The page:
Standards 2010: Reading Specialist/Literacy Coach
Reading Specialists/Literacy Coaches are professionals whose goal is to improve reading achievement in their assigned school or district positions. Their responsibilities and titles often differ based on the context in which they work, and their teaching and educational experiences. Their responsibilities may include teaching, coaching, and leading school reading programs. Reading Specialists/Literacy Coaches may also serve as a resource in reading and writing for educational support personnel, administrators, teachers, and the community, provide professional development based on historical and current literature and research, work collaboratively with other professionals to build and implement reading programs for individuals and groups of students, and serve as advocates for students who struggle with reading. Many of these professionals have a specific focus that further defines their duties, such as serving as a teacher for students experiencing reading difficulties, as a reading or literacy coach, as a coordinator of reading and writing programs at the school or district level, or in several combinations of these roles. Explanations for these roles follow:
- The Reading Specialist/Literacy Coach may have primary responsibility for working with students who struggle with reading and may provide intensive, supplemental instruction to students who struggle with reading at all levels in pre-K–12. Such instruction may be provided either within or outside the students’ classrooms. At times, these specialists may provide literacy intervention instruction designed to meet the specific needs of students, or instruction that enables them to meet the requirements of the classroom reading program, or both.
- This specialist may have primary responsibility for supporting teacher learning. These professionals, often known as literacy or reading coaches, provide coaching and other professional development support that enables teachers to think reflectively about improving student learning and implementing various instructional programs and practices. Often, they provide essential leadership for the school’s entire literacy program by helping and creating long-term staff development that supports both the development and implementation of a literacy program over months and years. Such work requires these specialists to work with individuals and groups of teachers (e.g., working with grade-level teams and leading study groups).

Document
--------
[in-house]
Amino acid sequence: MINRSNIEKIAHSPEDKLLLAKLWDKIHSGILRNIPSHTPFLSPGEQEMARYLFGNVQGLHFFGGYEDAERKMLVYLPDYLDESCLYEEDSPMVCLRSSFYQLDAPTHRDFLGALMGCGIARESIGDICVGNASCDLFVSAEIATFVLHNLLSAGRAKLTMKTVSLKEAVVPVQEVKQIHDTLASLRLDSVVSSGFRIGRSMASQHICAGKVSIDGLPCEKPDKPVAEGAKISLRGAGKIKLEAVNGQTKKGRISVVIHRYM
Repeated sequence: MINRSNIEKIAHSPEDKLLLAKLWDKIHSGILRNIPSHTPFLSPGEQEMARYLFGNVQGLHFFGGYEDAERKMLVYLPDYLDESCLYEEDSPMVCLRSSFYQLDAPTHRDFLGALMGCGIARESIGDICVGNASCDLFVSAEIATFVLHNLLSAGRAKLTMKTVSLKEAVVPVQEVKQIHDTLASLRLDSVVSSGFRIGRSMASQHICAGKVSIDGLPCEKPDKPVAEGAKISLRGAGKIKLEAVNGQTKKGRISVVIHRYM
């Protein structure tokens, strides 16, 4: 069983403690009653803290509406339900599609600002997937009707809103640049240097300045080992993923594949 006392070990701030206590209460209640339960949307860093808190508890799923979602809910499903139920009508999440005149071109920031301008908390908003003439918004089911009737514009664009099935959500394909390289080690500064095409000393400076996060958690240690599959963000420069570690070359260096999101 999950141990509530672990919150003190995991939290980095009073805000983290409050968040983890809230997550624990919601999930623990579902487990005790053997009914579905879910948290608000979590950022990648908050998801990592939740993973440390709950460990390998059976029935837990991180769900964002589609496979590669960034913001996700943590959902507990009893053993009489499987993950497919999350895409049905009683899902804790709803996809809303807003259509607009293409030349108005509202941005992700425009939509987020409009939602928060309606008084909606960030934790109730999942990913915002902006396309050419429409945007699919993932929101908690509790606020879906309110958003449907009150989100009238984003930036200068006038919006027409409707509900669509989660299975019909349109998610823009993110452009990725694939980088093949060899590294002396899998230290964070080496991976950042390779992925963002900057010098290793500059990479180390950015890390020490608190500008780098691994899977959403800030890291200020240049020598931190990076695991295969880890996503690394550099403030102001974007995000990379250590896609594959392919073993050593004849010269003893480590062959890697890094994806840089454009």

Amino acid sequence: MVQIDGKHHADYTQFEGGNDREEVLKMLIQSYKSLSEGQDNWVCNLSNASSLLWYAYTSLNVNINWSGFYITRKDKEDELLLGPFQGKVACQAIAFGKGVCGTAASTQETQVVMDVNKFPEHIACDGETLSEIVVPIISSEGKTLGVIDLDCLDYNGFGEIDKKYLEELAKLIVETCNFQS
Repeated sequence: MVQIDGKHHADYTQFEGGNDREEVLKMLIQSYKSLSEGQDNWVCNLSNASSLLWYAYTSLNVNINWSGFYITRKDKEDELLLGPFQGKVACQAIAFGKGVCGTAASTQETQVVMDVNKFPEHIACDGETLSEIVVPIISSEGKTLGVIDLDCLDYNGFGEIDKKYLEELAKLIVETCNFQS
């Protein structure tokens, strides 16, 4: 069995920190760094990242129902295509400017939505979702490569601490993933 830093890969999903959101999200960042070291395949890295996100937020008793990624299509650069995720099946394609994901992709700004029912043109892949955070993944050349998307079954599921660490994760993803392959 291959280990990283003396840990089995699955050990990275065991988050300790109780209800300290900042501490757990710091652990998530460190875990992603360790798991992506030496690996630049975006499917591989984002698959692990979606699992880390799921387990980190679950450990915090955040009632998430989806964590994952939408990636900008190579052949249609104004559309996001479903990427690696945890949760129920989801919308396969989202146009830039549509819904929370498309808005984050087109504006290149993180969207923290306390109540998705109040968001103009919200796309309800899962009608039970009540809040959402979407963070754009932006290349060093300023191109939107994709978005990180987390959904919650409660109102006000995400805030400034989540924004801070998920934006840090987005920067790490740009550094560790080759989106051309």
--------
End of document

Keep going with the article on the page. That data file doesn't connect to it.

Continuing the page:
- These specialists may have primary responsibility for developing, leading, or evaluating the school or district pre-K–12 reading and writing program. These professionals may assume some of the same responsibilities as the specialists who work primarily with teachers but have additional responsibilities that require them to work with systemic change at the school and district levels. These individuals need to have experiences that enable them to work effectively as coordinators and develop and lead effective professional development programs. As coordinators, they may work with special educators, psychologists, and various teachers to develop plans for meeting the needs of all students in the school (e.g., grouping arrangements, assessments, and instructional approaches).
For certification, a Reading Specialist/Literacy Coach Candidate must have the following:
- A valid teaching certificate
- Previous teaching experience
- A master’s degree with a concentration in reading and writing education
- Program experiences that build knowledge, skills, and dispositions related to working with students, supporting or coaching teachers, and leading the school reading program
- Typically, the equivalent of 21–27 graduate semester hours in reading, language arts, and related courses: The program must include a supervised practicum experience, typically the equivalent of 6 semester hours.
The supervised practicum experience should require working with students who struggle with reading, as well as collaborative and coaching experiences with teachers. Note: It is expected that candidates completing the Reading Specialist/Literacy Coach program will be at a novice or entry level of expertise (see Issues in Reading Education).
Note: The role of the Reading Specialist/Literacy Coach remains as one role because IRA expects to see evidence of both in this candidate: reading specialist and literacy coach.